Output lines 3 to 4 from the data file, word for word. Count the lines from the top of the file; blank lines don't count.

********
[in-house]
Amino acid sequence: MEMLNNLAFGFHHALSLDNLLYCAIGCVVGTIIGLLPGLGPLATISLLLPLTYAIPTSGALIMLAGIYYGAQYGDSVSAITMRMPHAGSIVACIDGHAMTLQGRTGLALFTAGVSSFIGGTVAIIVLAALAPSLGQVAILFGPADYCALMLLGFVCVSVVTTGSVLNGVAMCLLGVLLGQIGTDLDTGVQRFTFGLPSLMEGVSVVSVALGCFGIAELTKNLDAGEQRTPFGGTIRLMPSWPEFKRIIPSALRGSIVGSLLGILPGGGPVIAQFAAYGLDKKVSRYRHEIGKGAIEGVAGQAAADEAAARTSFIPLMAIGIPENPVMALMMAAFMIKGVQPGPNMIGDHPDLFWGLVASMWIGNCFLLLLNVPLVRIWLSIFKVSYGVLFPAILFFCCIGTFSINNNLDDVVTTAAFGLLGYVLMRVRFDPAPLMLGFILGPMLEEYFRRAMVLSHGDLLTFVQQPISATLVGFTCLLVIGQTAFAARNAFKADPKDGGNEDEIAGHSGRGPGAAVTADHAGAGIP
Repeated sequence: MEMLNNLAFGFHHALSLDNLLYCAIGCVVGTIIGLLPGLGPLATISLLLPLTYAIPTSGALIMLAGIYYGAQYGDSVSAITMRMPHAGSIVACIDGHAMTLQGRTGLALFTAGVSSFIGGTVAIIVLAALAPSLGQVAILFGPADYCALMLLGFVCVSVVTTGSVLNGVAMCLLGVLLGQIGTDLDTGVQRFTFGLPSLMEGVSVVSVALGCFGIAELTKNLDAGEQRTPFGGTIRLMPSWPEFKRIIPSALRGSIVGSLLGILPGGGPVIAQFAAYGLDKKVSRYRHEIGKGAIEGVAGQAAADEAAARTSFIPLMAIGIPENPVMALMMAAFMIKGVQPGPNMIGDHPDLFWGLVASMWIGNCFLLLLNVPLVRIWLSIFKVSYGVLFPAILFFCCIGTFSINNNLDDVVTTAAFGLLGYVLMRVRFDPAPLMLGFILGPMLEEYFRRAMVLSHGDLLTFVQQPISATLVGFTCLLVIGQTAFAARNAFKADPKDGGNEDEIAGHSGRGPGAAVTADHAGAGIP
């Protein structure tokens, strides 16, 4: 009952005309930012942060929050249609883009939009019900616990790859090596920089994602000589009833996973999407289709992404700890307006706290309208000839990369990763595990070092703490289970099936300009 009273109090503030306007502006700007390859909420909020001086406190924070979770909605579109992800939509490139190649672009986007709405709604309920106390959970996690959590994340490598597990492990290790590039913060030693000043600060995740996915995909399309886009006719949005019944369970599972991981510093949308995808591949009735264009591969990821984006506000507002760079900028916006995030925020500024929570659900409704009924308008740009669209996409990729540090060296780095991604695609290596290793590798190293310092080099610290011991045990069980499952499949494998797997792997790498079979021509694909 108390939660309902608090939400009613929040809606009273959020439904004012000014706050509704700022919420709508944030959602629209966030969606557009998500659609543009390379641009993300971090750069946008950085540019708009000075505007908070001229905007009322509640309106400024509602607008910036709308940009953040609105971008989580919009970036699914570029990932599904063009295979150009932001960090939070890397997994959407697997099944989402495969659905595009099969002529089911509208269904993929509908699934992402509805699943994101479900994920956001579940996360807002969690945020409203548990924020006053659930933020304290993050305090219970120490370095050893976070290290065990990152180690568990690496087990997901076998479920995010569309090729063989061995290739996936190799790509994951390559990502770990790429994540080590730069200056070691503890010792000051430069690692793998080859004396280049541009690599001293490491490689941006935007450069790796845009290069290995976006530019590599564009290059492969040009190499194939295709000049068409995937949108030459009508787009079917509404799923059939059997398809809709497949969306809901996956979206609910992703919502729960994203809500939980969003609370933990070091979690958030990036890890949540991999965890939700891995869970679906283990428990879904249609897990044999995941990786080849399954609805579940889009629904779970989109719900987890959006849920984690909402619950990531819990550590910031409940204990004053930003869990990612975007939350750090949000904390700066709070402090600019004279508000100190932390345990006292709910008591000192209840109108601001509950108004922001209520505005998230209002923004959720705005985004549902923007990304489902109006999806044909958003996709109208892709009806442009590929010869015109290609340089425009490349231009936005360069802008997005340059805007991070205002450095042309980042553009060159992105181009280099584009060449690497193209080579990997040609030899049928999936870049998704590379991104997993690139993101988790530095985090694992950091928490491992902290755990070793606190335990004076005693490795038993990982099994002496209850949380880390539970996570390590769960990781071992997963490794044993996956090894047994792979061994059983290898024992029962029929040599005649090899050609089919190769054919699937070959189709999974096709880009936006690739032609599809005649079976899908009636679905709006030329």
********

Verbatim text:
Repeated sequence: MEMLNNLAFGFHHALSLDNLLYCAIGCVVGTIIGLLPGLGPLATISLLLPLTYAIPTSGALIMLAGIYYGAQYGDSVSAITMRMPHAGSIVACIDGHAMTLQGRTGLALFTAGVSSFIGGTVAIIVLAALAPSLGQVAILFGPADYCALMLLGFVCVSVVTTGSVLNGVAMCLLGVLLGQIGTDLDTGVQRFTFGLPSLMEGVSVVSVALGCFGIAELTKNLDAGEQRTPFGGTIRLMPSWPEFKRIIPSALRGSIVGSLLGILPGGGPVIAQFAAYGLDKKVSRYRHEIGKGAIEGVAGQAAADEAAARTSFIPLMAIGIPENPVMALMMAAFMIKGVQPGPNMIGDHPDLFWGLVASMWIGNCFLLLLNVPLVRIWLSIFKVSYGVLFPAILFFCCIGTFSINNNLDDVVTTAAFGLLGYVLMRVRFDPAPLMLGFILGPMLEEYFRRAMVLSHGDLLTFVQQPISATLVGFTCLLVIGQTAFAARNAFKADPKDGGNEDEIAGHSGRGPGAAVTADHAGAGIP
């Protein structure tokens, strides 16, 4: 009952005309930012942060929050249609883009939009019900616990790859090596920089994602000589009833996973999407289709992404700890307006706290309208000839990369990763595990070092703490289970099936300009 009273109090503030306007502006700007390859909420909020001086406190924070979770909605579109992800939509490139190649672009986007709405709604309920106390959970996690959590994340490598597990492990290790590039913060030693000043600060995740996915995909399309886009006719949005019944369970599972991981510093949308995808591949009735264009591969990821984006506000507002760079900028916006995030925020500024929570659900409704009924308008740009669209996409990729540090060296780095991604695609290596290793590798190293310092080099610290011991045990069980499952499949494998797997792997790498079979021509694909 108390939660309902608090939400009613929040809606009273959020439904004012000014706050509704700022919420709508944030959602629209966030969606557009998500659609543009390379641009993300971090750069946008950085540019708009000075505007908070001229905007009322509640309106400024509602607008910036709308940009953040609105971008989580919009970036699914570029990932599904063009295979150009932001960090939070890397997994959407697997099944989402495969659905595009099969002529089911509208269904993929509908699934992402509805699943994101479900994920956001579940996360807002969690945020409203548990924020006053659930933020304290993050305090219970120490370095050893976070290290065990990152180690568990690496087990997901076998479920995010569309090729063989061995290739996936190799790509994951390559990502770990790429994540080590730069200056070691503890010792000051430069690692793998080859004396280049541009690599001293490491490689941006935007450069790796845009290069290995976006530019590599564009290059492969040009190499194939295709000049068409995937949108030459009508787009079917509404799923059939059997398809809709497949969306809901996956979206609910992703919502729960994203809500939980969003609370933990070091979690958030990036890890949540991999965890939700891995869970679906283990428990879904249609897990044999995941990786080849399954609805579940889009629904779970989109719900987890959006849920984690909402619950990531819990550590910031409940204990004053930003869990990612975007939350750090949000904390700066709070402090600019004279508000100190932390345990006292709910008591000192209840109108601001509950108004922001209520505005998230209002923004959720705005985004549902923007990304489902109006999806044909958003996709109208892709009806442009590929010869015109290609340089425009490349231009936005360069802008997005340059805007991070205002450095042309980042553009060159992105181009280099584009060449690497193209080579990997040609030899049928999936870049998704590379991104997993690139993101988790530095985090694992950091928490491992902290755990070793606190335990004076005693490795038993990982099994002496209850949380880390539970996570390590769960990781071992997963490794044993996956090894047994792979061994059983290898024992029962029929040599005649090899050609089919190769054919699937070959189709999974096709880009936006690739032609599809005649079976899908009636679905709006030329």